Beginning the Great Adventure
“There’s no way I can have a religious vocation—I like boys too much!” I joked with some inquiring friends after graduating from the University of Dallas. Although I knew quite a few young men entering the priesthood, I had never had much exposure to women religious, and the idea of sisters seemed so far away, so beyond me in terms of holiness, that I certainly couldn’t fathom it for myself. Especially not since I had my heart set on marriage and children, following in the wonderful example of my own parents. Yet the Lord works in mysterious ways, never ceasing to give us surprises and graces far beyond what we could ever imagine for ourselves.
My call came in the form of a gentle invitation that developed quietly, yet persistently, over the course of several years. After completing some postgraduate work, I returned home and taught fifth and sixth grade for two years at a school in Cincinnati. During that time, my relationship with Christ began to come alive. Suddenly sensing the great responsibility of one whose mission it is to help impart truth to young people, there arose in me a desire to delve more deeply into my faith. As a result, I began to spend more time in prayer, especially in front of the Blessed Sacrament, and for the first time I came to know Christ not as an abstract idea, but as a real person who was more and more becoming the center of my life. I was set on fire with the idea of serving the Church, with passing on her tremendous life and history to the next generation, and I figured, just to say I’d explored all my options, that I could cast a casual glance at religious life. After graduation one of my college roommates had entered St. Cecilia Convent, and the subsequent letters from her radiated such joy and contentment that I decided, under God’s guiding hand, to visit her on a retreat.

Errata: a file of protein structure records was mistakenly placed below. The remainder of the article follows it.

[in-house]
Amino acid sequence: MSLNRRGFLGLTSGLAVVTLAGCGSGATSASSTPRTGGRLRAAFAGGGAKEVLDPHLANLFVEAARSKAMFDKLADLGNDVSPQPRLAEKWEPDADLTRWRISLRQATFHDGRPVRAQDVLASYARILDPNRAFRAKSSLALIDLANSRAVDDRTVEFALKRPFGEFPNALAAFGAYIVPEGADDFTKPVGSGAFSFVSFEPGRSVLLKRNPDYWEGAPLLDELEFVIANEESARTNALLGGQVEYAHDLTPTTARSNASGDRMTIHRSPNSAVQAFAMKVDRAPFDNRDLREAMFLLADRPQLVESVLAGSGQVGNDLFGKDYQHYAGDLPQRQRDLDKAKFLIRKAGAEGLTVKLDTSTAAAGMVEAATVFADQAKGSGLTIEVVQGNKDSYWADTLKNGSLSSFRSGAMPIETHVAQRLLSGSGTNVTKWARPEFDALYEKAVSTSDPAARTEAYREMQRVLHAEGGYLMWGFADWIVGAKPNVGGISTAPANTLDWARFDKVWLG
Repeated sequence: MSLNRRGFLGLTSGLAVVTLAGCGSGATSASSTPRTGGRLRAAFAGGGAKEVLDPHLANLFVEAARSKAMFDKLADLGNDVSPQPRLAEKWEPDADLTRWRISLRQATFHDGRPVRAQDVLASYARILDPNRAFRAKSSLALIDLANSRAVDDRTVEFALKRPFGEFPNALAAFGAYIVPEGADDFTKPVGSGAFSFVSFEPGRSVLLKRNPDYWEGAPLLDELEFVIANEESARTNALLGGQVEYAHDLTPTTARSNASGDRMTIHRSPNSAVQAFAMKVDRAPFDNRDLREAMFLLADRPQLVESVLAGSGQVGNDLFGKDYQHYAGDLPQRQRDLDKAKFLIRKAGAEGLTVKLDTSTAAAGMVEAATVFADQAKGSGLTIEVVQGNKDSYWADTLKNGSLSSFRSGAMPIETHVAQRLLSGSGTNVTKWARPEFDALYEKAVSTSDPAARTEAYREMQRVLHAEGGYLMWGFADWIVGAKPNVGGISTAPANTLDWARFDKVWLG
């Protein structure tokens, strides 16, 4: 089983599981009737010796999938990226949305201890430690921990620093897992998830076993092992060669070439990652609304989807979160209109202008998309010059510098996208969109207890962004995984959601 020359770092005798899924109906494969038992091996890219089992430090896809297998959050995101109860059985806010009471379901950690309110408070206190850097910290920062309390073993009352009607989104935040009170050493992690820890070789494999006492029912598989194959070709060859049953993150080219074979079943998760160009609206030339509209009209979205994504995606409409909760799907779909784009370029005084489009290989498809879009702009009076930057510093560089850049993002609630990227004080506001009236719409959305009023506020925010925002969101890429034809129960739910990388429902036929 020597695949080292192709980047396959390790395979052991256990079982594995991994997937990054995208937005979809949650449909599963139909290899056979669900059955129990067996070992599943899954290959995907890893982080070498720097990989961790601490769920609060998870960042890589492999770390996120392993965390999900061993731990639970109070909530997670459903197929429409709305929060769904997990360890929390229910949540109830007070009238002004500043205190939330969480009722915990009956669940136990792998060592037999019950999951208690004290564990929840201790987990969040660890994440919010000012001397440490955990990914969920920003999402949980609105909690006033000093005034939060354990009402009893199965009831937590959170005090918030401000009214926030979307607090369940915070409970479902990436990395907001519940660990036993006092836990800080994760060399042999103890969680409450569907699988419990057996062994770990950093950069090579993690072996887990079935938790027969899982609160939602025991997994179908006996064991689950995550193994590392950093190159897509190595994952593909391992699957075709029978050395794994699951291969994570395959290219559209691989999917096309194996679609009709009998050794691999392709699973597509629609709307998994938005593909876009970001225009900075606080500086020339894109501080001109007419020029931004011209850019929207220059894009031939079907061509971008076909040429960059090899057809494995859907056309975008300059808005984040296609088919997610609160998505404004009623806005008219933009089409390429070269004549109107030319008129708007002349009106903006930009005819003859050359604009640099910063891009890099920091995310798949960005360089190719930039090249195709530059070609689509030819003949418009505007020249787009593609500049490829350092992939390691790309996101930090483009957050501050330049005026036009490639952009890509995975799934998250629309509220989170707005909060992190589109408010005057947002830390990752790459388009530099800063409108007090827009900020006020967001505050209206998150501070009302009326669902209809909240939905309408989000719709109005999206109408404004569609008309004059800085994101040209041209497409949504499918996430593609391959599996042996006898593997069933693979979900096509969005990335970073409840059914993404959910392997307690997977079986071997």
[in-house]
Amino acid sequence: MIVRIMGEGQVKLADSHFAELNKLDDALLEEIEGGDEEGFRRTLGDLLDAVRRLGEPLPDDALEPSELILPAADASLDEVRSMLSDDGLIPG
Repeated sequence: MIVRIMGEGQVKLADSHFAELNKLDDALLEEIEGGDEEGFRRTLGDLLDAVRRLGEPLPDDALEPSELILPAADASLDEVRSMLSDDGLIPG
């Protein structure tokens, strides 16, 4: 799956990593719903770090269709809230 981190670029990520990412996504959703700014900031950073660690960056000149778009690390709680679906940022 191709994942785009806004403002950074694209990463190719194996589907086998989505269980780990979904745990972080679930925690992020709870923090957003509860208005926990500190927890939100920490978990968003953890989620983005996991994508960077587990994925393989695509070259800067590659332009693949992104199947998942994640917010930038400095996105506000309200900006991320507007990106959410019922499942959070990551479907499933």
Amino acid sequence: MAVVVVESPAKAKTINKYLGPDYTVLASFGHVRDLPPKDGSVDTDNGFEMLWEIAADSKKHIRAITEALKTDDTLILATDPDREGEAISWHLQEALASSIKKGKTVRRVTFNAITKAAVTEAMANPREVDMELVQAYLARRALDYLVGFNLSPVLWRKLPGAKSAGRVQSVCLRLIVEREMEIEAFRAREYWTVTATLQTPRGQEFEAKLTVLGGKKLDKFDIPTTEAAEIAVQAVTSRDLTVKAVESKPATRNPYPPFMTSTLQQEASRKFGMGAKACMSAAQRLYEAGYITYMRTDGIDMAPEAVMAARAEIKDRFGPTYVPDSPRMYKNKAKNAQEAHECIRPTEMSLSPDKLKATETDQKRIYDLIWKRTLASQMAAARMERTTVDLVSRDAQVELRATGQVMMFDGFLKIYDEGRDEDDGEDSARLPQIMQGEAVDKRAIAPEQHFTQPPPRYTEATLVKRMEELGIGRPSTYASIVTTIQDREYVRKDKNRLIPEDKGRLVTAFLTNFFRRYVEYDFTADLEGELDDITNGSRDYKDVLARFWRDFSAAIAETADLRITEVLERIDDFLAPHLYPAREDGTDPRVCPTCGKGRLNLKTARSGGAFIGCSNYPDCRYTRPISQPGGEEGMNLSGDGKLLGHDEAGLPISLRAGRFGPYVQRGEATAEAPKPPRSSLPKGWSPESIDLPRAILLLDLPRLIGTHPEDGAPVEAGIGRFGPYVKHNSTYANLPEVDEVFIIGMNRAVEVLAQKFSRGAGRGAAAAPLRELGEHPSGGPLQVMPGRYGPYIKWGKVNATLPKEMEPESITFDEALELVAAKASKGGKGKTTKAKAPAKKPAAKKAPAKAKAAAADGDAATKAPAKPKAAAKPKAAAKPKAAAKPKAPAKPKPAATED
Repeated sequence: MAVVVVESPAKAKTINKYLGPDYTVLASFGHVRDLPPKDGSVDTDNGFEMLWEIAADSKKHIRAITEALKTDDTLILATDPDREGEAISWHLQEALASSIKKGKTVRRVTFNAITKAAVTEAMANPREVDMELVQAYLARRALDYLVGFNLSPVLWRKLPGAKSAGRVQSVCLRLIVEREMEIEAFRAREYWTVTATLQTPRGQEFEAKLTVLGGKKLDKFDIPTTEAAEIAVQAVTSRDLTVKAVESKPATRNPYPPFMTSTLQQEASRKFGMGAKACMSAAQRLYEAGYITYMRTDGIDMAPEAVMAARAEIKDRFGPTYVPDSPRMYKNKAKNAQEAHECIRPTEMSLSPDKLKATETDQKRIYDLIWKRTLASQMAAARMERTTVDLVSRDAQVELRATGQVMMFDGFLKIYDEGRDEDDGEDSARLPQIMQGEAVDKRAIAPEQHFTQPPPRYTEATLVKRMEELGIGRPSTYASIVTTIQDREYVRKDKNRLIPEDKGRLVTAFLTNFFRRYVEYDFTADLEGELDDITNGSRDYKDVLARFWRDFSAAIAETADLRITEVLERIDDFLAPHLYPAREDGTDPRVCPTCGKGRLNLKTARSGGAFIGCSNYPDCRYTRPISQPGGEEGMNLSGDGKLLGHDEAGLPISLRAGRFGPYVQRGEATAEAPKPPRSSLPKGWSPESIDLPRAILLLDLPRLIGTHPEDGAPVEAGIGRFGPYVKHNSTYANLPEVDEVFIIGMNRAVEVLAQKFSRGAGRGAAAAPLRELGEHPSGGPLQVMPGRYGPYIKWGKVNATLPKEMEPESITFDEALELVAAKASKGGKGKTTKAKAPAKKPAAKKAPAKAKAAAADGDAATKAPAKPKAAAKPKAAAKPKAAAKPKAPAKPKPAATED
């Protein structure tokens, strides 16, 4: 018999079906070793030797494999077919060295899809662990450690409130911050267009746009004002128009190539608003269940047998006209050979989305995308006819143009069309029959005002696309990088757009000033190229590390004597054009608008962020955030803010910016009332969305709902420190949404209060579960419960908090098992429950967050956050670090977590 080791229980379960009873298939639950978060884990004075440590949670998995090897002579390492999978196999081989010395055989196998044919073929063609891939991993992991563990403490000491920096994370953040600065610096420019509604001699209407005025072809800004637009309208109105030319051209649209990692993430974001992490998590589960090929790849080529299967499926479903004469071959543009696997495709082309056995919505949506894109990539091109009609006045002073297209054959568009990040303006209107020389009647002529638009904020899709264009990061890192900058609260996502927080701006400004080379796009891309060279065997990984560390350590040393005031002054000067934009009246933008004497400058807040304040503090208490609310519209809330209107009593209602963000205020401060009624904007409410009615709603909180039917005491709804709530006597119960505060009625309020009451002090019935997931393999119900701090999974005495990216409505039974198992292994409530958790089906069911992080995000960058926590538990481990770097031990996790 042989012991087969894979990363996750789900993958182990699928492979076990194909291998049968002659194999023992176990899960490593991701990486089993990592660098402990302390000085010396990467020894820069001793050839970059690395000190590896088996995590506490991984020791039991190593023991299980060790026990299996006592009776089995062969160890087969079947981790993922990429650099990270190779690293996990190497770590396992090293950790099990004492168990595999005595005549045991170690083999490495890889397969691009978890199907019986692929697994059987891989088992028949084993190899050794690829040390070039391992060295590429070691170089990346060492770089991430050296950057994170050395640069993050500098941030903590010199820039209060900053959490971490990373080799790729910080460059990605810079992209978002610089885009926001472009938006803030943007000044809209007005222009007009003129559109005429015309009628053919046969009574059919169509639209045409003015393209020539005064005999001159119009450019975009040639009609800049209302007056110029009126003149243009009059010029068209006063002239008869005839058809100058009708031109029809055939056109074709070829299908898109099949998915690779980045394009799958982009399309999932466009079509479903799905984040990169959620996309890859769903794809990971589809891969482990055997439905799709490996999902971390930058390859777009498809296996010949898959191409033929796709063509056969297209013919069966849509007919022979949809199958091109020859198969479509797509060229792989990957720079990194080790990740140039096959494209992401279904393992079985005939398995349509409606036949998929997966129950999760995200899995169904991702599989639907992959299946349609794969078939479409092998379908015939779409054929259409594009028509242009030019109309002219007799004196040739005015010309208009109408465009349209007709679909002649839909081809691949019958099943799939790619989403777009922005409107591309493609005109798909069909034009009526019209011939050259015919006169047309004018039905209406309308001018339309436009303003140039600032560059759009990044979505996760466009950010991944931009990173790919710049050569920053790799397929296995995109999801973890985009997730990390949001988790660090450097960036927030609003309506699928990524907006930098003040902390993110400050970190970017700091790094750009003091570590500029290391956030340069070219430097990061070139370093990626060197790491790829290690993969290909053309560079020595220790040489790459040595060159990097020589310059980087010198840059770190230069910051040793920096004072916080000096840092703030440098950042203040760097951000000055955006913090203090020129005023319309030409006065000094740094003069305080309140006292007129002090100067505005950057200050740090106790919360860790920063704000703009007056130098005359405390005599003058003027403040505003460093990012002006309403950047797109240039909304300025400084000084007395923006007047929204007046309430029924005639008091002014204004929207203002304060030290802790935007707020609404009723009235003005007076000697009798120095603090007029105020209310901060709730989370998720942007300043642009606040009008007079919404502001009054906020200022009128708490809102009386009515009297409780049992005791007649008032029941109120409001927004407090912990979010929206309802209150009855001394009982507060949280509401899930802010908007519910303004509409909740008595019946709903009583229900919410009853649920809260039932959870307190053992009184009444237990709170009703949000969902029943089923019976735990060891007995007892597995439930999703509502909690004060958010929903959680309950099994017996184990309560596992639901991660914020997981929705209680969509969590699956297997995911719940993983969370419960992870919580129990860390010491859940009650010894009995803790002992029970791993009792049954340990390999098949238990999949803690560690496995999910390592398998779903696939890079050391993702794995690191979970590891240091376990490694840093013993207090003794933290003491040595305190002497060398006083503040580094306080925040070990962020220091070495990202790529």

Upon arriving at St. Cecilia, the reality of vibrant, well-balanced religious life for women was made apparent to me. Not only were the sisters women of deep faith and impressive learning and wisdom, but they were fun…singing songs, cracking jokes, and spiking volleyballs with the best of them! Needless to say, I was impressed, so impressed that I went back for two more retreats over the next year, during which time the Holy Spirit worked to transform my heart. As the idea of a vocation kept returning to my mind, never was there an ultimatum that this is what I must do, but rather an intimation suggesting that, if I wanted to give more, it was something I could do. Yet I remained fearful of a life so different from what I had always anticipated for myself. With time, however, the Lord alleviated my fear by showing me that a religious vocation is not so much a giving up of everything as it is a love affair with Him who promises overwhelming fullness and joy.
Being at St. Cecilia now has brought with it a profound sense of peace and gratitude. Upon my entrance my Dad remarked, “Now begins the great adventure!” and indeed, I cannot wait to see what the Lord has in store!
Sister Anne Catherine professed her perpetual vows on August 8, 2005.
Read A Mother's Story, by Anne Husted Bureigh, mother of Sister Anne Catherine.
Read A Father's Story, by William R. Burleigh, father of Sister Anne Catherine.